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Would you consider running PHP on Azure? Microsoft faces uphill battle to convince customers.

Yesterday Microsoft announced Windows Azure SDK for PHP version 3.0, an update to its open source SDK for PHP on Windows Azure. The SDK wraps Azure storage, diagnostics and management services with a PHP API.

Microsoft has been working for years on making IIS a good platform for PHP. FastCGI for IIS was introduced partly, I guess, with PHP in mind; and Microsoft runs a dedicated site for PHP on IIS. The Web Platform Installer installs a number of PHP applications including WordPress, Joomla and Drupal.

It is good to see Microsoft making an effort to support this important open source platform, and I am sure it has been welcomed by Microsoft-platform organisations who want to run WordPress, say, on their existing infrastructure.

Attracting PHP developers to Azure may be harder though. I asked Nick Hines, CTO for Innovation at Thoughtworks, a global IT consultancy and developer, what he thought of the idea.

I’d struggle to see any reason. Even if you had it in your datacentre, I certainly wouldn’t advise a client, unless there was some corporate mandate to the contrary, and especially if they wanted scale, to be running a Java or a PHP application on Windows.

Microsoft’s scaling and availability story around windows hasn’t had the penetration of the datacentre that Java and Linux has. If you look at some of the heavy users of all kinds of technology that we come across , such as some of the investment banks, what they’re tending to do is to build front and middle tier applications using C# and taking advantage of things like Silverlight to get the fancy front ends that they want, but the back end services and heavy lifting and number crunching predominantly is Java or some sort of Java variant running on Linux.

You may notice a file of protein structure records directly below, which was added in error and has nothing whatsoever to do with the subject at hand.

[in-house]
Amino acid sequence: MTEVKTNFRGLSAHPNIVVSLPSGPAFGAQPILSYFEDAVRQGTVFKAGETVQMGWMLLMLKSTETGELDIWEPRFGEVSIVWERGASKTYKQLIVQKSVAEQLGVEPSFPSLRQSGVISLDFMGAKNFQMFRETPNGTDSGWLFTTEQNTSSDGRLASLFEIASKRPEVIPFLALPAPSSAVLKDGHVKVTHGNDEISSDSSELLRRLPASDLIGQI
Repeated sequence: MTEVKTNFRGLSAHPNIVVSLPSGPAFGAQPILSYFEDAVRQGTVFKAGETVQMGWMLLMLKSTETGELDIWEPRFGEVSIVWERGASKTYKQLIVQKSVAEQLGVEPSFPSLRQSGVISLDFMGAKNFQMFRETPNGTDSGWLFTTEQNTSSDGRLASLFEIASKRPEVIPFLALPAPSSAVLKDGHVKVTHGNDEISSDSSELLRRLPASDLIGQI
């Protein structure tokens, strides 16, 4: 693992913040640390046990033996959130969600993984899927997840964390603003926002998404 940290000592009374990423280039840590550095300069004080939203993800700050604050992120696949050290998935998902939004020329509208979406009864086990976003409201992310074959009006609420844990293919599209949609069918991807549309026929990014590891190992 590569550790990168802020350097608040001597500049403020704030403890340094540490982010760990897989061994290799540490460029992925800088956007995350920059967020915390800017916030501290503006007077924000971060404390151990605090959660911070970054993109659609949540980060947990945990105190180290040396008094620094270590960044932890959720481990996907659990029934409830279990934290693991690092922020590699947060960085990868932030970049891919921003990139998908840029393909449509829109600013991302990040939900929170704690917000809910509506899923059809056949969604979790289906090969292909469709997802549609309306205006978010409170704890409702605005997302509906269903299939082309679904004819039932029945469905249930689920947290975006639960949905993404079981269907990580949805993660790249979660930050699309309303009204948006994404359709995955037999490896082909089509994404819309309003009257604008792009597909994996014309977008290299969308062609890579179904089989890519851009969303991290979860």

Hine also said that he had not realised running PHP on Azure was something Microsoft was promoting, and voiced his suspicion that PHP would be at a disadvantage to C# and .NET when it came to calling Azure APIs.

His remarks do not surprise me, and Microsoft will have to work hard to persuade a broad range of customers that Azure is as good a platform for PHP as Linux and Apache – even leaving aside the question of whether that is the case.

The new PHP SDK is on Codeplex and developed partly by a third-party, ReadDolmen, sponsored by Microsoft. While I understand why Microsoft is using a third-party, this kind of approach troubles me in that you have to ask, what will happen to the project if Microsoft stops sponsoring it? It is not an organic open source project driven by its users, and there are examples of similar exercises that have turned out to be more to do with PR than with real commitment.

I was trying to think of important open source projects from Microsoft and the best I could come up with is ASP.NET MVC. This is also made available on CodePlex, and is clearly a critical and popular project.

However the two are not really comparable. The SDK for PHP is licensed under the New BSD License; whereas ASP.NET MVC has the restrictive Microsoft Source License for ASP.NET Pre-Release Components (even though it is now RTM – Released to manufacturing). ASP.NET MVC 1.0 was licensed under the Microsoft Public License, but I do not know if this will eventually also be the case for ASP.NET MVC 3.0.

Further, ASP.NET MVC is developed by Microsoft itself, and has its own web site as part of the official ASP.NET site. Many users may not realise that the source is published.

My reasoning, then, is that if Microsoft really want to make PHP a first-class citizen on Azure, it should hire a crack PHP team and develop its own supporting libraries; as well as coming up with some solid evidence for its merits versus, say, Linux on Amazon EC2, that might persuade someone like Nick Hine that it is worth a look.

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